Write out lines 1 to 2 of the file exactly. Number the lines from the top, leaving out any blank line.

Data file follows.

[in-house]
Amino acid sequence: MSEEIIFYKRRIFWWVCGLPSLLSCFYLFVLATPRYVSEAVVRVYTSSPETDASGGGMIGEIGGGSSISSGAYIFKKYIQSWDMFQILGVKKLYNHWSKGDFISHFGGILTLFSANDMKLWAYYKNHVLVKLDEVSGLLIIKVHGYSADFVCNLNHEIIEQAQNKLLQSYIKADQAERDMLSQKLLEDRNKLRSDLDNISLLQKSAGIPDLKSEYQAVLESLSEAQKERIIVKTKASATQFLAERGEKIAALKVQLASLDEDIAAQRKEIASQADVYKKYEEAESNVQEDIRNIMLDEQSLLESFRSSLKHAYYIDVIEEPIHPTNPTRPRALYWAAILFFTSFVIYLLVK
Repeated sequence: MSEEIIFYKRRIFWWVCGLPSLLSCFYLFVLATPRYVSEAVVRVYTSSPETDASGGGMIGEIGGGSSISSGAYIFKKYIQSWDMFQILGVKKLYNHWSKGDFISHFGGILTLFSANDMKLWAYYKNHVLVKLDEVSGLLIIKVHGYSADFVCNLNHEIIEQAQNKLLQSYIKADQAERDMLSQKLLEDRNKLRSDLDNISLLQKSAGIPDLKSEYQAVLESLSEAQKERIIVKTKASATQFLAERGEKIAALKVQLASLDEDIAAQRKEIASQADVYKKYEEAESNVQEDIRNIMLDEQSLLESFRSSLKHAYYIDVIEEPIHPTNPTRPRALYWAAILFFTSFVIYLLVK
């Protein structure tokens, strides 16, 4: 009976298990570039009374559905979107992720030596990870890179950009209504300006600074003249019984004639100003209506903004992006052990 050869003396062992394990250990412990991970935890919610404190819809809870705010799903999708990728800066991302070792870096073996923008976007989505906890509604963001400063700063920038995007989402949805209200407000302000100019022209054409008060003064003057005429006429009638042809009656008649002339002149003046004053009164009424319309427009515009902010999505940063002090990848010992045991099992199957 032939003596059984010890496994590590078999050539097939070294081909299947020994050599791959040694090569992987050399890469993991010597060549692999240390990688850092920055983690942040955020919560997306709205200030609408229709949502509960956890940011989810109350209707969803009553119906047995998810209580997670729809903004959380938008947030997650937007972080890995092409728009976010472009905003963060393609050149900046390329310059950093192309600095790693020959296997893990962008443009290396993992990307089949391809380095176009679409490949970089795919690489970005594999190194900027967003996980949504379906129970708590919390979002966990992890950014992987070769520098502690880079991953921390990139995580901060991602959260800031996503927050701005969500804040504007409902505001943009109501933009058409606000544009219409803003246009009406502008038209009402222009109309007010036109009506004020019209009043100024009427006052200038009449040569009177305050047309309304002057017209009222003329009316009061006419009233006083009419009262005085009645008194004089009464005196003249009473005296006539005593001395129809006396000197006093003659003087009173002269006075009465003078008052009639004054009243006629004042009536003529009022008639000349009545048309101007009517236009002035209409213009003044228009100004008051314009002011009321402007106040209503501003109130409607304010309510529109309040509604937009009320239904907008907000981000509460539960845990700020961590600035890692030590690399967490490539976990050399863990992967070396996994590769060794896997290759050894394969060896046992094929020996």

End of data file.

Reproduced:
[in-house]
Amino acid sequence: MSEEIIFYKRRIFWWVCGLPSLLSCFYLFVLATPRYVSEAVVRVYTSSPETDASGGGMIGEIGGGSSISSGAYIFKKYIQSWDMFQILGVKKLYNHWSKGDFISHFGGILTLFSANDMKLWAYYKNHVLVKLDEVSGLLIIKVHGYSADFVCNLNHEIIEQAQNKLLQSYIKADQAERDMLSQKLLEDRNKLRSDLDNISLLQKSAGIPDLKSEYQAVLESLSEAQKERIIVKTKASATQFLAERGEKIAALKVQLASLDEDIAAQRKEIASQADVYKKYEEAESNVQEDIRNIMLDEQSLLESFRSSLKHAYYIDVIEEPIHPTNPTRPRALYWAAILFFTSFVIYLLVK